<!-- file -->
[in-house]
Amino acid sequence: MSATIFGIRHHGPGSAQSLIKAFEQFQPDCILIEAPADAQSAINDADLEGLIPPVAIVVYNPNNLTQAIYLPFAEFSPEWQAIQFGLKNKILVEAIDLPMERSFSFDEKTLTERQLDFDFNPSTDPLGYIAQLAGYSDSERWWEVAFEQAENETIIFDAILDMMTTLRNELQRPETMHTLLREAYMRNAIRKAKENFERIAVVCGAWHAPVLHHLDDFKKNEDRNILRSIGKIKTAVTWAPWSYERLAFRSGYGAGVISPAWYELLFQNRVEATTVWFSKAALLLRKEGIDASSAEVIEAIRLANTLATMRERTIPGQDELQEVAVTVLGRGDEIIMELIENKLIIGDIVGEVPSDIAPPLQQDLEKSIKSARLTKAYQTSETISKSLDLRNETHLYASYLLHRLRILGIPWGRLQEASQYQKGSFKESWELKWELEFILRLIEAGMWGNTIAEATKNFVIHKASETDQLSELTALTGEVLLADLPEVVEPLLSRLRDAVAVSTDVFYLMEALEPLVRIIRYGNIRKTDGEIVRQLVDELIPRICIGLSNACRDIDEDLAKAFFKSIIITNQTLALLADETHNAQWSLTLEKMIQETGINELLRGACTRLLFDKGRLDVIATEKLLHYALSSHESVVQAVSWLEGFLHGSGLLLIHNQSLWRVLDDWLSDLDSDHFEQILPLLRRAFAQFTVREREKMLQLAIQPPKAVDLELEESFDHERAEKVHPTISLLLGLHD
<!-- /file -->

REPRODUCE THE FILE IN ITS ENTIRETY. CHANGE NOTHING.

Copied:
[in-house]
Amino acid sequence: MSATIFGIRHHGPGSAQSLIKAFEQFQPDCILIEAPADAQSAINDADLEGLIPPVAIVVYNPNNLTQAIYLPFAEFSPEWQAIQFGLKNKILVEAIDLPMERSFSFDEKTLTERQLDFDFNPSTDPLGYIAQLAGYSDSERWWEVAFEQAENETIIFDAILDMMTTLRNELQRPETMHTLLREAYMRNAIRKAKENFERIAVVCGAWHAPVLHHLDDFKKNEDRNILRSIGKIKTAVTWAPWSYERLAFRSGYGAGVISPAWYELLFQNRVEATTVWFSKAALLLRKEGIDASSAEVIEAIRLANTLATMRERTIPGQDELQEVAVTVLGRGDEIIMELIENKLIIGDIVGEVPSDIAPPLQQDLEKSIKSARLTKAYQTSETISKSLDLRNETHLYASYLLHRLRILGIPWGRLQEASQYQKGSFKESWELKWELEFILRLIEAGMWGNTIAEATKNFVIHKASETDQLSELTALTGEVLLADLPEVVEPLLSRLRDAVAVSTDVFYLMEALEPLVRIIRYGNIRKTDGEIVRQLVDELIPRICIGLSNACRDIDEDLAKAFFKSIIITNQTLALLADETHNAQWSLTLEKMIQETGINELLRGACTRLLFDKGRLDVIATEKLLHYALSSHESVVQAVSWLEGFLHGSGLLLIHNQSLWRVLDDWLSDLDSDHFEQILPLLRRAFAQFTVREREKMLQLAIQPPKAVDLELEESFDHERAEKVHPTISLLLGLHD